Compressive sensing got started when Candes decided to experiment with L1 solutions to Ax = y where y was the sum of a small number of sinusoids and random impulses which were sampled randomly at sub-Nyquist rates.  This turned out to work really well  and set off a flurry of work by Candes and Donoho in 2004.  I consider it the most important work in applied mathematics since Wiener, Shannon et al.  For an old guy who spent his working career in a major oil company R&D setting doing variations on their work, that's a *very* strong compliment!

Other than Mallat, I don't have a mongraph that specifically treats denoising in a manner appropriate to your work.  However, I have several very large folders of papers by Candes, Donoho and their students.  I know that there are several treatments of the problem in those, so I'll have a look through them this evening.
 

Offline David Hess

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Re: Accurately measuring <1mV using an oscolloscope
« Reply #21 on: December 19, 2017, 07:20:45 pm »
For the voltage reference, I've already put a ferrite in series to the voltage reference with some additional capacitors. I figure I would take the "nuke it from orbit" approach. The reference is an ADR445. Then I have a 1k ferrite (MMZ1005S102CT000) in series at the pin on the ADC, with a 10uF, 0.1uF, and 10,000pF cap under the chip. Even though the reference is supposed to be ultra-low noise, it could be picking up something along the way to the ADC.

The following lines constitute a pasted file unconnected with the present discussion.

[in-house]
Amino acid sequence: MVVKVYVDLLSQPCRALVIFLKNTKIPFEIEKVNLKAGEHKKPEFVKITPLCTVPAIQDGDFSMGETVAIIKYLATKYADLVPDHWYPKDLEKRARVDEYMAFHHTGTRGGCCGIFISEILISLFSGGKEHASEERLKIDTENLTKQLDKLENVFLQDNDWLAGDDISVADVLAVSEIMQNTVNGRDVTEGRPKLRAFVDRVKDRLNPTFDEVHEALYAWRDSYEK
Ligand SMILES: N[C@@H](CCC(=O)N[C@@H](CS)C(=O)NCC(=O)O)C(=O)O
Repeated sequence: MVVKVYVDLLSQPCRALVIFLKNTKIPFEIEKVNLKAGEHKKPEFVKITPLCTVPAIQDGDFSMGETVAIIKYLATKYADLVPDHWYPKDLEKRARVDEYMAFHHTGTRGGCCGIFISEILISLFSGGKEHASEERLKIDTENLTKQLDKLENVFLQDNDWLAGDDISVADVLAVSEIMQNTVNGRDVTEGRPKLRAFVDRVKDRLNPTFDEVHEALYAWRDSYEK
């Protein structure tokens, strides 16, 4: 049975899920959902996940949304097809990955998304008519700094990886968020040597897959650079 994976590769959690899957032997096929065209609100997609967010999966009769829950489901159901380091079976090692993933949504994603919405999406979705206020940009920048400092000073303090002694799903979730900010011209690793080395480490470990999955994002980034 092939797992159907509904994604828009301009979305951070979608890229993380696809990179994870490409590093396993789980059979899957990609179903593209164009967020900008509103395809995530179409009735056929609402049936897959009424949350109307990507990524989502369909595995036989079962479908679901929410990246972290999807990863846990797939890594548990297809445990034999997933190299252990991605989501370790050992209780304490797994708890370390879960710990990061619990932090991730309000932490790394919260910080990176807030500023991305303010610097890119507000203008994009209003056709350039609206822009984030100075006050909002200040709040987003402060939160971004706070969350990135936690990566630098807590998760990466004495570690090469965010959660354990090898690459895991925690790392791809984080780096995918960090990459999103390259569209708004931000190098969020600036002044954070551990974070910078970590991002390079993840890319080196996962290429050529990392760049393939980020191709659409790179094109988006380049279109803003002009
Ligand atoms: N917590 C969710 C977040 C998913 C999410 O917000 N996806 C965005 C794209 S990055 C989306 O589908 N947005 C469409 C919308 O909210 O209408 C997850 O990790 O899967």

So you have the reference decoupling covered but ... the reference output impedance (from the datasheet) combined with the 10uF decoupling capacitor makes a low noise filter with a cutoff frequency above 10 kHz.  By 10 kHz, the reference noise is already 66uV peak-to-peak (at least, see below about noise and single point grounds) so the reference noise is greater than the LSB and transition noise of the AD7980.  A low noise active filter for the reference at the ADC could knock this down considerably.

https://www.edn.com/design/analog/4327729/Filter-your-voltage-reference-for-low-noise-performance
http://www.linear.com/solutions/7994

If the reference shares a ground with the ADC at a distance, then any ground current noise between the ADC and reference is going to contribute directly to the reference noise.  This gets tricky with a combined analog and digital ground when more than one device uses the reference because single point ground.  A solid ground plane by itself is not enough for a high precision mixed signal design although sometimes slots may be cut into the ground plane to route disruptive currents around sensitive nodes.

The AD7980's pseudo differential input mitigates this problem for the signal input but the AD7980 lacks a differential input for the reference so there is an assumption that the reference shares a single point ground with the ADC.  Sometimes a low noise instrumentation amplifier is used to convert a differential reference signal into a single ended signal at the ADC; it subtracts the difference between the reference ground and ADC ground from the reference removing this noise.